Two weeks ago I put on a play and in class the next week a child said to me
Ms. Schwartz, to be honest, I didn’t really like the play.
He was not in the play he just felt as though I need to hear this. Here is the conversation that followed:
Me: [Child name] anytime you think to start a sentence with “to be honest” probably you don’t need to finish it.
Child: So you don’t want me to be honest? (no sass at all, genuine curiosity)
Me: Nope, that’s not what I said but any sentence that starts with “to be honest” tends to be mean. And let’s talk about giving feedback. Before you share think about the following:
1. Is what your saying helpful? Will it change the outcome of what you are giving feedback on? In this case nope.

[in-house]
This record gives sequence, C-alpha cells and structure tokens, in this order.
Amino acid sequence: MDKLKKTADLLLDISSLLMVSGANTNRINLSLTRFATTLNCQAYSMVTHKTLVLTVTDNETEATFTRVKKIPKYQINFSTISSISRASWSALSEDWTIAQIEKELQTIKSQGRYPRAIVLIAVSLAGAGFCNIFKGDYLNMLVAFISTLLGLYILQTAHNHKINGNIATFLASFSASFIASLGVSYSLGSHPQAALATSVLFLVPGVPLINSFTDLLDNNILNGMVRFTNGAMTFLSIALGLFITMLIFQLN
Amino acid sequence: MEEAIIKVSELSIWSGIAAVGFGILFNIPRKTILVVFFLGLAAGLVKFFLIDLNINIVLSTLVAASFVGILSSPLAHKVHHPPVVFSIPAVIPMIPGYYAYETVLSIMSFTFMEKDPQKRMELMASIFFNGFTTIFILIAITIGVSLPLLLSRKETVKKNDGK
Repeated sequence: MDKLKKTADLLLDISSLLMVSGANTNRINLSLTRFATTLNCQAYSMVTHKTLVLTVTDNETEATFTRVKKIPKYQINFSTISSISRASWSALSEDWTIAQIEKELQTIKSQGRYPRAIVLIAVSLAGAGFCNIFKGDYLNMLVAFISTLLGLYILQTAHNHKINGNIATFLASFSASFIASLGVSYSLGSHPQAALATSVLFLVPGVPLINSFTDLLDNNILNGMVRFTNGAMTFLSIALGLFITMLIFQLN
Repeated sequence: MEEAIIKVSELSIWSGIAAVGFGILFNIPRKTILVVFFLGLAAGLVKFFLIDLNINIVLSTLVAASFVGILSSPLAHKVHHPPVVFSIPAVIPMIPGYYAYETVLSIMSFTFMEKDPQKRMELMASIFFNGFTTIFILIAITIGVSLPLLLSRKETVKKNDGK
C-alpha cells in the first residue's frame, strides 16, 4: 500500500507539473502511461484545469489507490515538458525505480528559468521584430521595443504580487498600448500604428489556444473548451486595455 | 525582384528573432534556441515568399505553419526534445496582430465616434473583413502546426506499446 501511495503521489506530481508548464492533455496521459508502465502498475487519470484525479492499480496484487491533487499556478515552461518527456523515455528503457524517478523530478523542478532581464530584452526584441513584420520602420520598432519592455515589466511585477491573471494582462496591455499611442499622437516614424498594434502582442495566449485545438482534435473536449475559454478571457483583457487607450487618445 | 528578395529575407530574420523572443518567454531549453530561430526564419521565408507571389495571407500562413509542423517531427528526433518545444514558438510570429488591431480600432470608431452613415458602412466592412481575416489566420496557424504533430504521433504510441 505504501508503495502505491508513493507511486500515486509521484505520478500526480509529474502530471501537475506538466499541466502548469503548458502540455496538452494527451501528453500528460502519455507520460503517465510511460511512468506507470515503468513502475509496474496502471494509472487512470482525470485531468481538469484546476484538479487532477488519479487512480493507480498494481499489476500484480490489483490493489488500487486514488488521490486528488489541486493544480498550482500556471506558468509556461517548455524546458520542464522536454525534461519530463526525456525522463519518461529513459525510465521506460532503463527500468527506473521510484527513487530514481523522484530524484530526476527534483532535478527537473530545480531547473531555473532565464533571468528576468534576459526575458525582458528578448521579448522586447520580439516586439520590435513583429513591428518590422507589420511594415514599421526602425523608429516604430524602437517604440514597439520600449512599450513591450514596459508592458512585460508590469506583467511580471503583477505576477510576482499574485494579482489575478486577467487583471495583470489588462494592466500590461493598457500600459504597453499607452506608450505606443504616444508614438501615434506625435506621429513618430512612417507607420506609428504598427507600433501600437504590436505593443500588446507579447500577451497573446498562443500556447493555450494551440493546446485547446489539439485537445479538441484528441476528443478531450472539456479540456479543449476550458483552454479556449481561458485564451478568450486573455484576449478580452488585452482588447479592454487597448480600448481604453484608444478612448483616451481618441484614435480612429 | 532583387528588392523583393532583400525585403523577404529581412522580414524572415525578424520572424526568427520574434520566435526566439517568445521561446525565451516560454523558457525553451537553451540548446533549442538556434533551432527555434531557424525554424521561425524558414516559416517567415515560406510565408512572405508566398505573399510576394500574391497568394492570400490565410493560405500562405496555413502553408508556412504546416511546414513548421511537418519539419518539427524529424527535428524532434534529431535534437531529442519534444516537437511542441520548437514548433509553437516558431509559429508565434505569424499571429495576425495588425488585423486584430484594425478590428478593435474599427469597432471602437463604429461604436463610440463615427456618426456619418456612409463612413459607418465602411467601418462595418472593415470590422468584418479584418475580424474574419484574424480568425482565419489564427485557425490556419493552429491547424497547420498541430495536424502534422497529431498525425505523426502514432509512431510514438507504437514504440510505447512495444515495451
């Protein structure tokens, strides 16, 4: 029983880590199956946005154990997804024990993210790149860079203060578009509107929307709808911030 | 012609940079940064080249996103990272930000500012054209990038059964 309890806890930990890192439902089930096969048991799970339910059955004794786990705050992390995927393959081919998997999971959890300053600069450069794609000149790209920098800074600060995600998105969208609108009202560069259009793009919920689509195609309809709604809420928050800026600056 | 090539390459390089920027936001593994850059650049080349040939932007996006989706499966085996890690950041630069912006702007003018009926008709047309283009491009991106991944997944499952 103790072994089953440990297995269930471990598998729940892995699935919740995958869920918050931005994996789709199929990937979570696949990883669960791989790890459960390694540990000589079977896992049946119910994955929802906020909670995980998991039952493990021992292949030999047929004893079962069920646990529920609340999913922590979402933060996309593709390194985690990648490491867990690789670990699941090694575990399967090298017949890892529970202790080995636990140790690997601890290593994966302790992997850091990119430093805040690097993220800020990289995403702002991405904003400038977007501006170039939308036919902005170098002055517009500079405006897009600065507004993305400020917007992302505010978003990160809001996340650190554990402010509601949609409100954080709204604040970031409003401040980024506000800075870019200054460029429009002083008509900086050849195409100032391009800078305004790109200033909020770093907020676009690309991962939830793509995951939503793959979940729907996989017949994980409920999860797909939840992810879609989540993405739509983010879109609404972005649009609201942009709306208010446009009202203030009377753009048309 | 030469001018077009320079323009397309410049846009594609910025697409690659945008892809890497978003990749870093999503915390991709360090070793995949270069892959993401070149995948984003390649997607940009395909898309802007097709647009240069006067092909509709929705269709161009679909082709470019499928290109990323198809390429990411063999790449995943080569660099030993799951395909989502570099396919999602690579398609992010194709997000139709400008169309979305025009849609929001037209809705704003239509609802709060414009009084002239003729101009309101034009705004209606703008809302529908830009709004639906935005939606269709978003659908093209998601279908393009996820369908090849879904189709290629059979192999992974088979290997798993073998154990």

2. Is it kind? In this case nope.
And lastly, maybe most important: 3. Did anyone ask? I definitely did not.
I promise if this sounds mean it wasn’t.
But sometimes dear child your opinion doesn’t matter. More importantly it’s neither helpful, kind, nor requested.
3 thoughts on “Sometimes your opinion doesn’t matter.”
When I taught middle school, the phrase I pretty much outlawed was “But I was just….” — because if you’re starting with that, you already know you shouldn’t have been doing it.
Why do you think the child wanted to give you this opinion? Was he seeking your attention? Did he want to have a conversation? Was he just being mean? Just curious.
I love this because I know how deeply you care about your kids. And because you’re right of course.